Trash to Treasure | Tutorials

Scrap Fabric Bowl

March 13, 2013

A friend had given me a shoe box full of postage stamp-size squares cut from vintage fabrics. Now for just the right project. Rather than stitch them together, I decided to layer and stiffen them into a scrap fabric bowl.

Have you ever had something so long that you don’t even notice it anymore? It’s been quite some time since I crafted a project using liquid fabric stiffener. Actually, it’s been years. While tossing out some bottles of dried up adhesives my eyes finally registered a couple bottles of fabric stiffener. They were so old I was sure they would be dried up. Nope. Great consistency and no smell. Perfect!

Preparing A Workspace

I found a bowl in my cupboards to use as a mold. To protect my work surface (a cookie sheet), I covered it with a sheet of parchment paper. The bowl was placed upside down on the cookie sheet and the outside of the bowl was covered with plastic wrap.

Choices, Choices

A variety of blue fabric squares were chosen for the scrap fabric bowl.

What To Do

I poured the stiffener in a small bowl and added a handful of fabric squares.

After letting them soak for a few minutes, I squeezed out the stiffener and completely covered the outside of the bowl with a layer of squares.

Each square was smoothed out with my fingers, turned in different directions and overlapping each other.

Warning: It’s messy, but worth it.

Since this layer would be the inside of the scarp fabric bowl, each square was placed face down so that the right side would be showing when the bowl was turned right side up.

Two new layers were added facing right side up.


Then it was time to let it dry. I don’t know about you, but I’m an impatient crafter. I like results right now. I figured with all the fabric layers it could take a day or more to dry.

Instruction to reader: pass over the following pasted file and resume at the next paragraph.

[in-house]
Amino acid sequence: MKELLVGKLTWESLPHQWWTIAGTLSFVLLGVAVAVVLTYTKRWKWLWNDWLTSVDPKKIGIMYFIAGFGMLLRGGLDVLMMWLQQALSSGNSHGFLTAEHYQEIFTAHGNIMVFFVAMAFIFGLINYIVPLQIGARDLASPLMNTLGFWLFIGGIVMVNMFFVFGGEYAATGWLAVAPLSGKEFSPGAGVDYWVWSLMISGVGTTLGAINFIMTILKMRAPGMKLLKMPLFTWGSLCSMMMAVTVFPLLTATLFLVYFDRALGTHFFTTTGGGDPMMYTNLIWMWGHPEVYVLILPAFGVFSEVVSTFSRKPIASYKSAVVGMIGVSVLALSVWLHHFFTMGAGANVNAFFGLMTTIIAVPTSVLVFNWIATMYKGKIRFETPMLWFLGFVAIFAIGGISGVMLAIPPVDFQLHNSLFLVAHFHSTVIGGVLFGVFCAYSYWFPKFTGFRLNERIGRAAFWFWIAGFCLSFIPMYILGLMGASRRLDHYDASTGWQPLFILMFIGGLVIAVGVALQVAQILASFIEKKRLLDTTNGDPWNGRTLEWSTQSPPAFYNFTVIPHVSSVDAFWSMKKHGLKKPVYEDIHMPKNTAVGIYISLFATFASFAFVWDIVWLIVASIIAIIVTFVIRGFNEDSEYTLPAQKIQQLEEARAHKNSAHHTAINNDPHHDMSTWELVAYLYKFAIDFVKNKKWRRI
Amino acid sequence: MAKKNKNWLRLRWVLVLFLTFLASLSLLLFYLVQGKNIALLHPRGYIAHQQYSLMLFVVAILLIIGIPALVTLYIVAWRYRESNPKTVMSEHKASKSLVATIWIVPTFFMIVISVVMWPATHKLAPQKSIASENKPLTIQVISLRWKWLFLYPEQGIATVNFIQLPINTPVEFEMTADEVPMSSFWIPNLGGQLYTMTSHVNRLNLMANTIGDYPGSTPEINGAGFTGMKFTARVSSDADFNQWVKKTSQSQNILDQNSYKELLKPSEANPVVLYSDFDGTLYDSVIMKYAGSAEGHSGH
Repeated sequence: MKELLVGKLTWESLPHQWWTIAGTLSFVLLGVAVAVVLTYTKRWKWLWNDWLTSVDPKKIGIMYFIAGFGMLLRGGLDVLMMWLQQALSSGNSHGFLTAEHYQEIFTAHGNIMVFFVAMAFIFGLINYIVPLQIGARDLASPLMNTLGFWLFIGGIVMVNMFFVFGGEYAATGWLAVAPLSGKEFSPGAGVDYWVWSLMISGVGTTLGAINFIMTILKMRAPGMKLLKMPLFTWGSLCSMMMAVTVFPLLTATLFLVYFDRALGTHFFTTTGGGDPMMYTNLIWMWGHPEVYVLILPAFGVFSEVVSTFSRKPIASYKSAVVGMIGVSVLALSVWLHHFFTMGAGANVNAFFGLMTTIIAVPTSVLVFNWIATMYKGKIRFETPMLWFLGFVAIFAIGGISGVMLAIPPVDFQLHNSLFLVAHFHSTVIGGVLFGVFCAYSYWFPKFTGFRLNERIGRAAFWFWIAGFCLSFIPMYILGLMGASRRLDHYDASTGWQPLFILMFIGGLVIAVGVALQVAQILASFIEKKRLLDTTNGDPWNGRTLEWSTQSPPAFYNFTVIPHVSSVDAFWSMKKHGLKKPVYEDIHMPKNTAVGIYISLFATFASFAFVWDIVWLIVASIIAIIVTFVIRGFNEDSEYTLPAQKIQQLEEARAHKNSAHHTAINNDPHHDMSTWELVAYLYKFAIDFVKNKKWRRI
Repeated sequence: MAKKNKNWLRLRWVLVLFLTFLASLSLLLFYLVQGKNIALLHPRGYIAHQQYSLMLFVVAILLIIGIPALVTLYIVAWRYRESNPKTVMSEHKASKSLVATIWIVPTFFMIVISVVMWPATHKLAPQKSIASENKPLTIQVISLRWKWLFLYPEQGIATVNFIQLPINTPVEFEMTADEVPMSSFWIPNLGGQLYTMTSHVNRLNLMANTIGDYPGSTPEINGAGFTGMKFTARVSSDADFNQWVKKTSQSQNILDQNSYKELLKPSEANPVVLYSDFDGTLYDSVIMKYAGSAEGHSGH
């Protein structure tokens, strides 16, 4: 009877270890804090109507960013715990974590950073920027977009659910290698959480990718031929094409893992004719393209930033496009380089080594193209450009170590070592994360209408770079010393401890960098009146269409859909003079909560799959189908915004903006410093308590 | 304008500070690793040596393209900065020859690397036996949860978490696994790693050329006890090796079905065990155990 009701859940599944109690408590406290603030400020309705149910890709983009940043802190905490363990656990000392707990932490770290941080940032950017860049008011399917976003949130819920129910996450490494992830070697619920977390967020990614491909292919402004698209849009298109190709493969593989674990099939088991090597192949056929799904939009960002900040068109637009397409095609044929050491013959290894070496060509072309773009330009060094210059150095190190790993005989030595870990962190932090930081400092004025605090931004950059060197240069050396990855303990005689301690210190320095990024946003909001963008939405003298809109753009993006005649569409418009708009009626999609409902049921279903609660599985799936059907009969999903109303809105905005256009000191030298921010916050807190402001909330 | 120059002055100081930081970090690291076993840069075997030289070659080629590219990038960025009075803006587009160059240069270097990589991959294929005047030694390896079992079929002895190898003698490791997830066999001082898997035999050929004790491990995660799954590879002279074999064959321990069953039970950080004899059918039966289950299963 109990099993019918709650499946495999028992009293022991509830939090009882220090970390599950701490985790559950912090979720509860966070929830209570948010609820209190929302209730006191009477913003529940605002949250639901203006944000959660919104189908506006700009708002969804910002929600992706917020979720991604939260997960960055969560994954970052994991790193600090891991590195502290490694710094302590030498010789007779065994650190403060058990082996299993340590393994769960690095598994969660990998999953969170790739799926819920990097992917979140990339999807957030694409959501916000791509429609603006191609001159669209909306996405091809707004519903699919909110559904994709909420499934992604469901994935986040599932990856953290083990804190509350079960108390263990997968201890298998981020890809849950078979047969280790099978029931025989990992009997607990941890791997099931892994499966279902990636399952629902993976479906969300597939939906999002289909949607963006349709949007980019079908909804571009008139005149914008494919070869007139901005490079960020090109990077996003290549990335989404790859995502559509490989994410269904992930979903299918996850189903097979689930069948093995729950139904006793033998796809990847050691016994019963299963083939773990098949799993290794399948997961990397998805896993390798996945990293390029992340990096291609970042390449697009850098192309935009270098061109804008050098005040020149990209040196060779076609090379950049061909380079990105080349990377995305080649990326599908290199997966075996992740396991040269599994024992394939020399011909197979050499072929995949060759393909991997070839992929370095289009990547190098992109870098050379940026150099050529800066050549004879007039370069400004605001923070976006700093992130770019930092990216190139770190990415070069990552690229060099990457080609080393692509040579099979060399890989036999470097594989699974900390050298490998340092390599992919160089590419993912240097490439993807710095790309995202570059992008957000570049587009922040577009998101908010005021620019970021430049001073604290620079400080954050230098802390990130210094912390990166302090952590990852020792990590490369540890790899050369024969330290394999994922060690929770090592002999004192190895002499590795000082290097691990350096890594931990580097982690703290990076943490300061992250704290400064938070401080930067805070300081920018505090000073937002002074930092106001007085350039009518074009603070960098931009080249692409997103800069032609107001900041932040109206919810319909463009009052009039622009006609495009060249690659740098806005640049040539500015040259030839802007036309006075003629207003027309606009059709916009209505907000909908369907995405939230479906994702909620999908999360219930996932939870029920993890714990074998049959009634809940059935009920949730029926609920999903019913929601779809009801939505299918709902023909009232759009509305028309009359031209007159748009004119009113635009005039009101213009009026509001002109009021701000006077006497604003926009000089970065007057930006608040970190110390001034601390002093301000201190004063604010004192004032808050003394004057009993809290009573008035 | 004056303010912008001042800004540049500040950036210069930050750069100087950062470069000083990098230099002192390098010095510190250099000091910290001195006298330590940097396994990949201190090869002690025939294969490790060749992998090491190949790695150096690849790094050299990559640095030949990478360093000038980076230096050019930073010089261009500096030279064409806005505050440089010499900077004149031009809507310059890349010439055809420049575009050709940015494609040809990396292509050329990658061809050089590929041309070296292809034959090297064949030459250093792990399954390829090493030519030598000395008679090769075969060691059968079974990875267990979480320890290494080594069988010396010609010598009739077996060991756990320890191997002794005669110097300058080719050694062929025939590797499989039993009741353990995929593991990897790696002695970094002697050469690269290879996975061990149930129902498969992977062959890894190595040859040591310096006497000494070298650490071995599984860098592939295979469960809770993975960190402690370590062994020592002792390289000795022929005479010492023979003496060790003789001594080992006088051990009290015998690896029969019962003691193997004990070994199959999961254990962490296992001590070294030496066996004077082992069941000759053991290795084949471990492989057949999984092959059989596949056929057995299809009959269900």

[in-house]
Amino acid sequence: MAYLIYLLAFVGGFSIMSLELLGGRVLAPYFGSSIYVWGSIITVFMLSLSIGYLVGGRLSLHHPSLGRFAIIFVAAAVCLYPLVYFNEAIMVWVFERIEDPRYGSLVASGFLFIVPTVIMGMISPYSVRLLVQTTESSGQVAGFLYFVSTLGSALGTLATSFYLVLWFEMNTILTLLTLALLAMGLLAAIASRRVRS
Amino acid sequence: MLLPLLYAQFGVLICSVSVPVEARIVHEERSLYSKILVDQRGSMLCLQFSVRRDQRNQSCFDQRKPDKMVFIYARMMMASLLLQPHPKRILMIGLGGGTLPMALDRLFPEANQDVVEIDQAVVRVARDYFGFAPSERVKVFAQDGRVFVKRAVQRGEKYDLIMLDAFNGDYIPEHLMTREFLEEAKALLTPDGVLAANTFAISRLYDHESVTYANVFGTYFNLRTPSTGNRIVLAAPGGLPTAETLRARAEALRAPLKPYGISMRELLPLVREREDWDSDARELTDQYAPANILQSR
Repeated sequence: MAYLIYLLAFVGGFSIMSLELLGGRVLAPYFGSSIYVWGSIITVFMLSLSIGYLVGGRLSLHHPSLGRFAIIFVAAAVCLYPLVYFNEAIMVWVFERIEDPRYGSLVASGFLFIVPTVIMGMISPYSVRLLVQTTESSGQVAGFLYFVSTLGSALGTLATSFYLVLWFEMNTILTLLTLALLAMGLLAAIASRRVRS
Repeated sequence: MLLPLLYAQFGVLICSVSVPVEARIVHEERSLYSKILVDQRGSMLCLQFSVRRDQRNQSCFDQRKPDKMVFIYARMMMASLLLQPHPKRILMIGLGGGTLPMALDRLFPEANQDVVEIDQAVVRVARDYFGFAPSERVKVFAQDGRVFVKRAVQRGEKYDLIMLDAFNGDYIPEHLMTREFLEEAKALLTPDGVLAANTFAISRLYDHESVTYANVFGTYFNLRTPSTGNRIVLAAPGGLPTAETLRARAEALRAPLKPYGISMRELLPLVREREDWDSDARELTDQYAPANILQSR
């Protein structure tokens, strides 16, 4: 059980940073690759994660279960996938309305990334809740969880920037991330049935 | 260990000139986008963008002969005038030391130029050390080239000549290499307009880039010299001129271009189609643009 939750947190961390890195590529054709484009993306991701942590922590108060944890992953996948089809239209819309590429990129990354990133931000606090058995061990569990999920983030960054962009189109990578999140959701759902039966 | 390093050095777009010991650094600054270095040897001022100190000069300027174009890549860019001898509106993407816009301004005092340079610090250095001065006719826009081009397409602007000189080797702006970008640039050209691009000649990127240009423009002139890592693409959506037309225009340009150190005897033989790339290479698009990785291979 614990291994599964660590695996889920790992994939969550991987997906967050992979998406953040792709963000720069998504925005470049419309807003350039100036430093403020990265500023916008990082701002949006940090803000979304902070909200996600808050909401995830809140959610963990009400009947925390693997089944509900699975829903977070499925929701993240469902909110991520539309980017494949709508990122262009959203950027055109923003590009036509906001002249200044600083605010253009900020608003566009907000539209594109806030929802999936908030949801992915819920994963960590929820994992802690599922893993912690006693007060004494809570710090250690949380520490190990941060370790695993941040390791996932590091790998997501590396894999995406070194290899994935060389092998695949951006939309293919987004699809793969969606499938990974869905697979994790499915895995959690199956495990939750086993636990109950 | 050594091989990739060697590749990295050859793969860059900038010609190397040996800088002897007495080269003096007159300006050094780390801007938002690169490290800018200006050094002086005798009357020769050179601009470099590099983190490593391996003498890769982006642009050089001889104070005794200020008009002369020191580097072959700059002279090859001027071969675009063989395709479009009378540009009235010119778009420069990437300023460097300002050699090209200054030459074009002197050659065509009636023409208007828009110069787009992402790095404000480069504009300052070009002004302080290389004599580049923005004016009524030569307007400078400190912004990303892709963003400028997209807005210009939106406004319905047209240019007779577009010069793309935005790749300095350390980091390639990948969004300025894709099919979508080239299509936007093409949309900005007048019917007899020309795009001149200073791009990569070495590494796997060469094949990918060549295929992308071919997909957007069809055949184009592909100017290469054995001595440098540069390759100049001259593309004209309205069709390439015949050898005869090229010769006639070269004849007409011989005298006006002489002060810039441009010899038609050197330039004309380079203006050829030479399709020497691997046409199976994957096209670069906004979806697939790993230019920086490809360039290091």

No, no, no!

I set my oven to a warming temp and placed the cookie sheet inside. The scrap fabric bowl was rock hard 3 to 4 hours later. Something to note…if you try this method of drying, don’t set your temp any higher than a food warming temp. You do not want to melt the plastic wrap or brown the fabric edges.

Reveal and Finish

Peel the scrap fabric bowl off of the bowl used for a mold. To help loosen the hold, I inserted a butter knife between the bowls. Once released from the mold, I used household scissors to trim the edges. It’s thick and hard, so don’t use your good fabric scissors or you will be very, very unhappy.


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  1. Cyndee- It looks like you folded over the edge to the inside a little bit. I like this. I always hate to throw out even the tiny scraps of pretty fabrics

  2. This is just too Cute Cyndee!! I think I’ll have to make a set for my New Home~ Cyndee I also have to tell you that my Granddaughter just loves playingwith the Valentine Cookies I bought from you. My daughter says she bakes them everyday in her Kitchen(She received a Gorgeous Retro Play Kitchen for Christmas). Do you make any other ‘play’ food for children?
    Have a Great Day!!
    Huggs, Nancy

    1. Thank you, Nancy! I’m so glad your granddaughter is having fun with the cookies. I don’t have anymore food items right now, but I have been playing around with a few ideas. Just not sure when anything will be complete.

  3. How creative of you! I absolutely love the bowl! Thanks for a great tutorial. Found you on the Adorned from Above blog party….following you now!

  4. From one impatient crafter to another…I love it. And I know our readers would also love it on I hope you’ll consider linking up to the linky party we have going on right now!

  5. Wow that is a terrific idea! I thought you just covered a bowl in fabric at first–genius! Thank you for linking this up with Rustic Restorations Weekend!

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